Anse was always a self-centered, lazy husband. He even claims he cannot sweat because if he does, he will die. This prevents him from doing any labor, especially in the sun. When Addie learned of her second pregnancy with Darl, she asked Anse to take her to Jefferson, her home town, to be buried with her father once she died. This was one of the only things he ever did for his wife.
Jewel is the driving force behind the trip. His mother loved him a lot, even though he is an illegitimate child. Jewel loves Addie and speaks his love for his mother through actions. He seems to have a lot of trouble with Darl as a reaction to his mother’s death.
Darl, on the other hand, seems to have gotten no love from his mother. He also believes that he doesn’t truly exist. He reasons that Jewel exists and they have the same mother; therefore, he must exist as well. He spends a lot of the trip trying to get into Jewel’s mind because, if he succeeds, he must then exist since Jewel does. He bothers Jewel a lot and is basically the saboteur of the trip.
Dewey Dell must cope with now being the only girl in the family of five boys. On top of this, she also struggles with being pregnant at the age of seventeen. She does her best to hide it from her family and tries to get an abortion on two occasions when they get into town. Cash, the oldest, seems to throw himself into his work due to his mother’s death. He does a lot of carpentry, including building Addie’s coffin. Vardaman, the youngest by many years, really doesn’t understand much of what is going on. One day, he sees a dead fish and therefore deduces that his “…mother is a fish” (84). Also, because he is so young, he believes there should be holes in his mother’s coffin so she can breathe.
The Bundren family struggles over the course of the ten day trip to Jefferson to bury Addie. They stay overnight at friends’ houses and even get aggravated with each other. They lose their mules to drowning and Jewel sells his beloved horse to obtain more mules. By the end of the novel, they reach Jefferson and I saw no indication of the burial of Addie. The book ends with Anse leaving his family and coming back with a new wife as well as new teeth for himself.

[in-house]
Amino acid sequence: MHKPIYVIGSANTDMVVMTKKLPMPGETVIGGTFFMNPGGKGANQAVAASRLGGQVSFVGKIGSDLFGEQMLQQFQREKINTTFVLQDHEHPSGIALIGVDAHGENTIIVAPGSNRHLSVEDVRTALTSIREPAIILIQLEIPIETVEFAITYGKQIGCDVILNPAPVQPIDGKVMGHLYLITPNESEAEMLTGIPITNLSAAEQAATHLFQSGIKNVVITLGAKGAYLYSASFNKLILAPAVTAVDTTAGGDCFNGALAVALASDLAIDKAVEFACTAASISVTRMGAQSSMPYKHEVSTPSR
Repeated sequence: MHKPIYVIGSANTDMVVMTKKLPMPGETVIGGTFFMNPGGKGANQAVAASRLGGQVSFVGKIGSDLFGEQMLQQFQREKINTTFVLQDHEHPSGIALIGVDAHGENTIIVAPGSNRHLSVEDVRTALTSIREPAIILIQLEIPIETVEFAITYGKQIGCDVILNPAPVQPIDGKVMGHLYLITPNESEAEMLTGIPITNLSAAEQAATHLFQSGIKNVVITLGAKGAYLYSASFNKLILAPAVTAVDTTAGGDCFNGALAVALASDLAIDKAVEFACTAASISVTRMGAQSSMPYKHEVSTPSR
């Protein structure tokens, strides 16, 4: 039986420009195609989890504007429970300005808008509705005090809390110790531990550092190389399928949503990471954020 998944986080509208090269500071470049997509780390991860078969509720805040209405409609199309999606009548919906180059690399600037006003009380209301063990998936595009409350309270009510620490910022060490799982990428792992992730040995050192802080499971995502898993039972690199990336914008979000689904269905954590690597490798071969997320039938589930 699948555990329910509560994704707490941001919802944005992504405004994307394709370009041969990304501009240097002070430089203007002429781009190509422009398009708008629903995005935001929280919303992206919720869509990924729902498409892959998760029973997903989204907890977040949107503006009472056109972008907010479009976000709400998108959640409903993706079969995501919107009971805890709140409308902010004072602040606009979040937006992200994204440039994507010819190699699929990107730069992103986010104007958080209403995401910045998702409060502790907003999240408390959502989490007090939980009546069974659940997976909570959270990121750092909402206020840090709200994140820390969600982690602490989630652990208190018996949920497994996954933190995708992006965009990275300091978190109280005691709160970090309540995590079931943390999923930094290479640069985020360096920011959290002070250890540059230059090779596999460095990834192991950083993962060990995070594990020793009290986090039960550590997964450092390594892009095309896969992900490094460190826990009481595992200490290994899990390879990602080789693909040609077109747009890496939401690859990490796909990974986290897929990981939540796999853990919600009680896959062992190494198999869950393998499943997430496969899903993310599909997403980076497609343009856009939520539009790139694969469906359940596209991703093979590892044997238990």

1) Everyone in the Bundren family reacts differently to Addie’s death. How would you feel/react if one of your parents, or a loved one, passed away? How would this differ from your sibling’s, or friend’s, reactions?
2) Brothers Darl and Jewel have a lot of tension between them due to how their mother views them. Do you have any tension with your siblings or friends that is difficult to deal with?
3) Dewey Dell is pregnant at the age of seventeen and doesn’t know what to do. She tries to hide this from her family and deal with it on her own. Have you ever had a problem that was difficult for you to deal with on your own? What did you do?

Sunday, March 13, 2011

All the Pretty Horses

All the Pretty Horses by Cormac McCarthy takes the reader on a the journey of John Grady Cole and his friend Lacey Rawlins. John Grady Cole is a sixteen year old boy who leaves his hometown in Texas when his grandfather dies. Since Cole's parents are already split up and his mother works out of town pursuing a theater career, Cole feels there is no longer a reason for him to stay. Rawlins and Cole ride their horses south into Mexico. On their way down, they are joined by another boy, Jimmy Blevins who is a fourteen year old sharpshooter. The boys end up finding a job on a ranch in Mexico and stay for some time. Cole ends up falling in love with the daughter of the ranch owner, Alejandra. The boys face many challenges on their journey. Cole and Rawlins saw Jimmy Blevins murdered by a corrupt Mexican official. Cole and Rawlins also ended up spending a chunk of time in Mexican prison. While in prison, Cole was forced to kill someone in self defense. On top of those experiences, the boys had to face bandits and bad desert weather. Luckily, the boys are mature for their age and make it back to Texas in one piece.